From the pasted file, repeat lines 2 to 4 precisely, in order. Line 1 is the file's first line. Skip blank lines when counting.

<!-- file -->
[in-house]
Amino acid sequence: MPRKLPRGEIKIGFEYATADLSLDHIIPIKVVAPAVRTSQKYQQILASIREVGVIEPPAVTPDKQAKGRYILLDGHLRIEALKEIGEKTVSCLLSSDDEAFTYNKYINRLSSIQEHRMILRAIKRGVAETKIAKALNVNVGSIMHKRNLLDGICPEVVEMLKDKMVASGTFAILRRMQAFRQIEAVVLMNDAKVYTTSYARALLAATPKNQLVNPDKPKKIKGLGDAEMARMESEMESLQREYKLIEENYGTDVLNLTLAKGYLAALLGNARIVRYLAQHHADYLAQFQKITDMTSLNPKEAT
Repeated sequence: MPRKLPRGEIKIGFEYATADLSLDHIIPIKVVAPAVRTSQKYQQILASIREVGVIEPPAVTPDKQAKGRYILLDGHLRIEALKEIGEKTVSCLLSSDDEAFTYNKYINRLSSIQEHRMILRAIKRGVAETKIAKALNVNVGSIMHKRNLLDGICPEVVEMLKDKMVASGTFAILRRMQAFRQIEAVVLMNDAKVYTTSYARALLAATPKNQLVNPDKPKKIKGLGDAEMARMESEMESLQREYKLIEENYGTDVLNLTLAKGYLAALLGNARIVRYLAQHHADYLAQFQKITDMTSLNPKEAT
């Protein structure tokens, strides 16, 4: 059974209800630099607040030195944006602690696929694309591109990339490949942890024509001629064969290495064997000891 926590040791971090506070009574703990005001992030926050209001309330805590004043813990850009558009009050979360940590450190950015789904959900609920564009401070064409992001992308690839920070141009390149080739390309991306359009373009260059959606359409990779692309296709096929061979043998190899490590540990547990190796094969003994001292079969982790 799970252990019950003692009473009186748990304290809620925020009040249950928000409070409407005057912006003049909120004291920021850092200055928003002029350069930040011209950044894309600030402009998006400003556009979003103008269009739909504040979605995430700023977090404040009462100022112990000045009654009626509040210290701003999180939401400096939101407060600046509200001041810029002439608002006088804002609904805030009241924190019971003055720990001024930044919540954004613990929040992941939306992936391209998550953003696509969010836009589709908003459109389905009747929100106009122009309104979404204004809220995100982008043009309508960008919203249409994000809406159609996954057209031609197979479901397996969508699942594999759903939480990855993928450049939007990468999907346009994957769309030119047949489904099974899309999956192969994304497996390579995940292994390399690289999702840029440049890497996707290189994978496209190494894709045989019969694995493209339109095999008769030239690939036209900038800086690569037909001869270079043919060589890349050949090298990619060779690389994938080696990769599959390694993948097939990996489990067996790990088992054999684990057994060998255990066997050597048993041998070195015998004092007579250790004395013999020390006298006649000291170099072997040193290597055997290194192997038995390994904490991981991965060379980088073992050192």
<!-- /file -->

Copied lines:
Amino acid sequence: MPRKLPRGEIKIGFEYATADLSLDHIIPIKVVAPAVRTSQKYQQILASIREVGVIEPPAVTPDKQAKGRYILLDGHLRIEALKEIGEKTVSCLLSSDDEAFTYNKYINRLSSIQEHRMILRAIKRGVAETKIAKALNVNVGSIMHKRNLLDGICPEVVEMLKDKMVASGTFAILRRMQAFRQIEAVVLMNDAKVYTTSYARALLAATPKNQLVNPDKPKKIKGLGDAEMARMESEMESLQREYKLIEENYGTDVLNLTLAKGYLAALLGNARIVRYLAQHHADYLAQFQKITDMTSLNPKEAT
Repeated sequence: MPRKLPRGEIKIGFEYATADLSLDHIIPIKVVAPAVRTSQKYQQILASIREVGVIEPPAVTPDKQAKGRYILLDGHLRIEALKEIGEKTVSCLLSSDDEAFTYNKYINRLSSIQEHRMILRAIKRGVAETKIAKALNVNVGSIMHKRNLLDGICPEVVEMLKDKMVASGTFAILRRMQAFRQIEAVVLMNDAKVYTTSYARALLAATPKNQLVNPDKPKKIKGLGDAEMARMESEMESLQREYKLIEENYGTDVLNLTLAKGYLAALLGNARIVRYLAQHHADYLAQFQKITDMTSLNPKEAT
């Protein structure tokens, strides 16, 4: 059974209800630099607040030195944006602690696929694309591109990339490949942890024509001629064969290495064997000891 926590040791971090506070009574703990005001992030926050209001309330805590004043813990850009558009009050979360940590450190950015789904959900609920564009401070064409992001992308690839920070141009390149080739390309991306359009373009260059959606359409990779692309296709096929061979043998190899490590540990547990190796094969003994001292079969982790 799970252990019950003692009473009186748990304290809620925020009040249950928000409070409407005057912006003049909120004291920021850092200055928003002029350069930040011209950044894309600030402009998006400003556009979003103008269009739909504040979605995430700023977090404040009462100022112990000045009654009626509040210290701003999180939401400096939101407060600046509200001041810029002439608002006088804002609904805030009241924190019971003055720990001024930044919540954004613990929040992941939306992936391209998550953003696509969010836009589709908003459109389905009747929100106009122009309104979404204004809220995100982008043009309508960008919203249409994000809406159609996954057209031609197979479901397996969508699942594999759903939480990855993928450049939007990468999907346009994957769309030119047949489904099974899309999956192969994304497996390579995940292994390399690289999702840029440049890497996707290189994978496209190494894709045989019969694995493209339109095999008769030239690939036209900038800086690569037909001869270079043919060589890349050949090298990619060779690389994938080696990769599959390694993948097939990996489990067996790990088992054999684990057994060998255990066997050597048993041998070195015998004092007579250790004395013999020390006298006649000291170099072997040193290597055997290194192997038995390994904490991981991965060379980088073992050192």